By William Morgan
Many New Englanders build their own houses, but few write a book about the experience, among them Ruth and Michael Jolliffe, authors of Bluefish: Two Voices on Building a Wonderful House. It is the story of creating a remarkable home on the shores of Buzzards Bay in Mattapoisett, Massachusetts, and is both a delightful window into the lives of an adventurous couple and a cautionary tale about the contemporary world of permits and environmental regulations (it took little more than a year to construct the house, but four times that to obtain all the required permissions).
The story that Ruth Jolliffe tells is a familiar one from Long Island Sound to Casco Bay: a wonderful old vacation home by the shore now owned by third and fourth generations, scattered siblings and cousins with varying senses of obligation toward a house of many memories. Almost always these family treasures need major renovation.
In 1967, Ruth's father bought such a place, an 83-year-old Shingle Style cottage called the Parsonage (it was next to an Episcopal summer chapel). Upon her parents' deaths, Ruth and two brothers (both of whom lived away) were faced with what to do with a beloved 7,500-square-foot white elephant. While children and grandchildren loved to come back here whenever possible, the Jolliffes wanted to build a year round, energy efficient house. The solution was to divide the land into two parcels and demolish part of the big house to make it more practical for its non-resident owners.
For Bluefish, Michael and Ruth tried to figure out everything they wanted. As amply illustrated and explained in the book, they made models, drew sketches, and undertook constant revisions. They became masters of building codes, heating and ventilation systems, and myriad construction materials. A civil engineer (he worked on the notoriously complicated Sydney Opera House), Michael produced an extremely rational design, using 20-by-20-by-10-foot modules and wrapped the house in a titanium skin.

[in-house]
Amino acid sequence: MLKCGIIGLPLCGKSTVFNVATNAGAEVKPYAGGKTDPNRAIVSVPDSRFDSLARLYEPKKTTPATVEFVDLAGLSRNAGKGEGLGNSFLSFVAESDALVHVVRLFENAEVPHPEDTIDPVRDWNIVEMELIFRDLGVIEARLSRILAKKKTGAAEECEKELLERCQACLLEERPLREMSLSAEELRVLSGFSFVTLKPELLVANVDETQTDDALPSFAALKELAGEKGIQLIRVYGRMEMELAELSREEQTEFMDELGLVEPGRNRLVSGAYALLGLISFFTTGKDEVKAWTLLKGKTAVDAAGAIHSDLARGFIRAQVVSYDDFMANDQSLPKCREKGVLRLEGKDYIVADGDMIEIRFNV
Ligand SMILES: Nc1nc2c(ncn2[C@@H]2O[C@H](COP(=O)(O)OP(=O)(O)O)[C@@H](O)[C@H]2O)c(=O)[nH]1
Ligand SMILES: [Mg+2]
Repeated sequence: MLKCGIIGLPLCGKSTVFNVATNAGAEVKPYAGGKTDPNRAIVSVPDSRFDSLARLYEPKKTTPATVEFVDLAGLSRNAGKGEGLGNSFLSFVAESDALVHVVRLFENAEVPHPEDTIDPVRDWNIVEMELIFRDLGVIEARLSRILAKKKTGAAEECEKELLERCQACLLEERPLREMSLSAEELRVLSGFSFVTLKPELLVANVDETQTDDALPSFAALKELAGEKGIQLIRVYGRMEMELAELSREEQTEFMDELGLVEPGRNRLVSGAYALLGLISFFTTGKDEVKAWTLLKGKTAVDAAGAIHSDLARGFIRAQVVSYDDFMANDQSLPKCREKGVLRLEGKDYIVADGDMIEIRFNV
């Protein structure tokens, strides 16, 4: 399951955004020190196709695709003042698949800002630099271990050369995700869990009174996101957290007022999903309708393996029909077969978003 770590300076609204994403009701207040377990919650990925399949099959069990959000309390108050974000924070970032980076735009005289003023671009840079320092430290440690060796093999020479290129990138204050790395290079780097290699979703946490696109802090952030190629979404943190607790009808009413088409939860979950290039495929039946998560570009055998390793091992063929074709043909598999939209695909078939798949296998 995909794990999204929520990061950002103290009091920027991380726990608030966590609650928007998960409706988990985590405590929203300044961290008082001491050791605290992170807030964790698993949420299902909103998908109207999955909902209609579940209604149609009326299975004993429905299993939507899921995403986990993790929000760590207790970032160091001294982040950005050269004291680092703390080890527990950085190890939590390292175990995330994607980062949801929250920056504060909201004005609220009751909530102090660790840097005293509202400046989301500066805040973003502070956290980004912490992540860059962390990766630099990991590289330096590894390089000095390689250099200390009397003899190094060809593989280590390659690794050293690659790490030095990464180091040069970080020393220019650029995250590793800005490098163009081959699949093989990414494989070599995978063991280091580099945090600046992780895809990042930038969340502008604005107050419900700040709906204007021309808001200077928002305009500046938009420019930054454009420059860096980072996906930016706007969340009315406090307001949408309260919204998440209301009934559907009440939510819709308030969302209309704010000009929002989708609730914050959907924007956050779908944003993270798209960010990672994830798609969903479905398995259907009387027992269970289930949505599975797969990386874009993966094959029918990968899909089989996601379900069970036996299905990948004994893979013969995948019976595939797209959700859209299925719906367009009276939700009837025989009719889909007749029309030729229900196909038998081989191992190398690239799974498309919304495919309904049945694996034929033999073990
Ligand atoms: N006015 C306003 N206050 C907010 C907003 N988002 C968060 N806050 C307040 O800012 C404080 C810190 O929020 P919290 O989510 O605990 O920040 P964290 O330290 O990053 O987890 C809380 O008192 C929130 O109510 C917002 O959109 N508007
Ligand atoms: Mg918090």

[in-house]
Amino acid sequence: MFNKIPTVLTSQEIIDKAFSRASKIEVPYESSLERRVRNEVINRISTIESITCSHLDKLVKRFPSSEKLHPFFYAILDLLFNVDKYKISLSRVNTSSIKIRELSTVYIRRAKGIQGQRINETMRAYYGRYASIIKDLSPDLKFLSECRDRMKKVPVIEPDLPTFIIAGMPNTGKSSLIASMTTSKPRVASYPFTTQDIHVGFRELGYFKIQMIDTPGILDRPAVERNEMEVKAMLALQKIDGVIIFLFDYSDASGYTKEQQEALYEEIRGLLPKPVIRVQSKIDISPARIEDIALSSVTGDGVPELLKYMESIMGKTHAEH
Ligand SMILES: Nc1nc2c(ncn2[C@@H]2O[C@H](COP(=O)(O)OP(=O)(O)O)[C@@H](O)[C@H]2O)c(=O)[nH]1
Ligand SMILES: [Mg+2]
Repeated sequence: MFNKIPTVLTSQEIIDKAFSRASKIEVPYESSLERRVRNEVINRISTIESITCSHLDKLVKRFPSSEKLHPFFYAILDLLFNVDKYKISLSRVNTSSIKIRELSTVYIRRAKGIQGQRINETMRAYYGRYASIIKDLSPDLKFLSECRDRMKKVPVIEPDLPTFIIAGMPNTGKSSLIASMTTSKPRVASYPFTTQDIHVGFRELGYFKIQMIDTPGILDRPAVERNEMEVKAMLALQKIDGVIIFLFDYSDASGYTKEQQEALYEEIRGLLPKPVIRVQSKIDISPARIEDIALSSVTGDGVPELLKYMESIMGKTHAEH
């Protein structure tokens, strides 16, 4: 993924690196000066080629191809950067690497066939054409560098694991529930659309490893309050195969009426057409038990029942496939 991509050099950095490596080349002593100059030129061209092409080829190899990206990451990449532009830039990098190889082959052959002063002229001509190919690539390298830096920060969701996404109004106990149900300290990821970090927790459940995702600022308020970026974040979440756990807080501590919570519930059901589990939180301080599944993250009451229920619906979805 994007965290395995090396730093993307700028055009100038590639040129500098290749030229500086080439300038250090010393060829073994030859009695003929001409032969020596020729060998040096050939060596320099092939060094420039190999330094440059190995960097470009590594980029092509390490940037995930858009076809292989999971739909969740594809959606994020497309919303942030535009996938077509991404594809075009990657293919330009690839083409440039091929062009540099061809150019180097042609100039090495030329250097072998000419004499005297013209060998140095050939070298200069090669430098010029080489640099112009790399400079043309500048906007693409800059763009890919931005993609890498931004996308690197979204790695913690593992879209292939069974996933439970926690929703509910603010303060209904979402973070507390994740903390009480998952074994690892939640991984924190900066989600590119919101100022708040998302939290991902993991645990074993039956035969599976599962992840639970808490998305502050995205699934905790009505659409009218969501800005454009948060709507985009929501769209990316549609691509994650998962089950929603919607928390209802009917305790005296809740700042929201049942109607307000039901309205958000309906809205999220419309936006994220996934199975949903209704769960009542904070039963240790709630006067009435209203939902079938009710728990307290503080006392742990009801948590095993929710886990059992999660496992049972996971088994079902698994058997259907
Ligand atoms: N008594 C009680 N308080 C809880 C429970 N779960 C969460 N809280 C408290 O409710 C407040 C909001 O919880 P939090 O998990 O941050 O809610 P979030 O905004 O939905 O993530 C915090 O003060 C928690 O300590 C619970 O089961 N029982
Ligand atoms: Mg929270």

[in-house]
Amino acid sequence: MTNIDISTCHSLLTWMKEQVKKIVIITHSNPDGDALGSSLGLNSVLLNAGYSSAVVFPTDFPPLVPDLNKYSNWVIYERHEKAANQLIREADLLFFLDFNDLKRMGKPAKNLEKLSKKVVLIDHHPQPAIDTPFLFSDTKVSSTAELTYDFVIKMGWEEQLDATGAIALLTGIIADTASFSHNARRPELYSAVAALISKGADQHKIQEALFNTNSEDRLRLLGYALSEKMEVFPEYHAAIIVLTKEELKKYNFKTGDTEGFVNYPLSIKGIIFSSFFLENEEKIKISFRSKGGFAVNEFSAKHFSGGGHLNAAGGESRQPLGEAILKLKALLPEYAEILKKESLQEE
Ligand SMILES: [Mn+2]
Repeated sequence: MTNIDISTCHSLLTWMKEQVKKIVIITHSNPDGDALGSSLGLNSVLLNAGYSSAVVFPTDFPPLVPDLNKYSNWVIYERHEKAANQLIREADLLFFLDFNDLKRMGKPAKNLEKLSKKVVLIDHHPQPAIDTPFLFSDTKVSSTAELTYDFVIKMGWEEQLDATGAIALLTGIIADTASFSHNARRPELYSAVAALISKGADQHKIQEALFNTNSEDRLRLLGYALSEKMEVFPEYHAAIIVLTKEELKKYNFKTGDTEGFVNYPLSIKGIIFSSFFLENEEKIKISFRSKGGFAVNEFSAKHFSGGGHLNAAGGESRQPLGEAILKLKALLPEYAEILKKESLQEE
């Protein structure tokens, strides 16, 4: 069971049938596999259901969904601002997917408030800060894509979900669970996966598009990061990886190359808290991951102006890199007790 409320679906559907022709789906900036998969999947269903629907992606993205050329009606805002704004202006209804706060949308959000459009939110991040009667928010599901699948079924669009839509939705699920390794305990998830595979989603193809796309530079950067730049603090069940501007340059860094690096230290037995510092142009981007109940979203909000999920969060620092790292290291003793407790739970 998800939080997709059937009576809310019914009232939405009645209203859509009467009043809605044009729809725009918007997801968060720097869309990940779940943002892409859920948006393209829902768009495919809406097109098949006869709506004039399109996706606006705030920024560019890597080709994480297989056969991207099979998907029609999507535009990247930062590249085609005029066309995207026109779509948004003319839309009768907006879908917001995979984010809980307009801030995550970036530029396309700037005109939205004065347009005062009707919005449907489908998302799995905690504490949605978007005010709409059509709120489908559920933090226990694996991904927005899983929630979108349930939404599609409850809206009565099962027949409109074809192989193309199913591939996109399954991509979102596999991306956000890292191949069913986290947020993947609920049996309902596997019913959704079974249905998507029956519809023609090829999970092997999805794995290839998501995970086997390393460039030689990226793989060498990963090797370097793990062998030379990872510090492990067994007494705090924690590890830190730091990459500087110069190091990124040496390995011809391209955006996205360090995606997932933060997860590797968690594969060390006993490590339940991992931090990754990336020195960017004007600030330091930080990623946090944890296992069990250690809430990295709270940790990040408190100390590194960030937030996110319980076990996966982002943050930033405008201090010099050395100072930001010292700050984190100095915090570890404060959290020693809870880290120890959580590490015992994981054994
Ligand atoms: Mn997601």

When Bluefish was finished there was some unhappiness at what was perceived as an inappropriate intrusion into Mattapoisett. Those objections were probably not much different from those voiced about the house that Ruth Jolliffe's cousin built next door in 1967. That modern composition by Earl Flansburgh seems no more revolutionary now than dozens of Bauhaus-inspired houses that dot Boston suburbs such as Lexington and Lincoln, Massachusetts. Perhaps even Bohemia, Edmund Wheelwright’s Shingle Style extravaganza just down the road was considered an affront to local sensibilities when it was unveiled in 1884.
Mattapoisett is a quiet, traditional sort of place, noted for quaint houses and a nautical past — whaling ships were built here until after the Civil War when the economy evolved into catering to vacationers. As Ruth writes, “Our house was not a traditional shape or design, especially the Cape Cod Cottage look prevalent to this old New England town.” Instead of cedar shakes, Bluefish’s walls are clad in silver-gray titanium shingles and teak trim. Titanium, while unusual, makes a lot of sense, as it is strong, lighter than steel, and resists corrosion from the salt air.
Stylistic preference aside, as enlightened patrons, the Jolliffes have contributed an intriguing chapter to Mattapoisett’s architectural scene. The handsomely produced Bluefish makes their story available, while it makes us wish that many a new house were as carefully designed and fully documented as this one.
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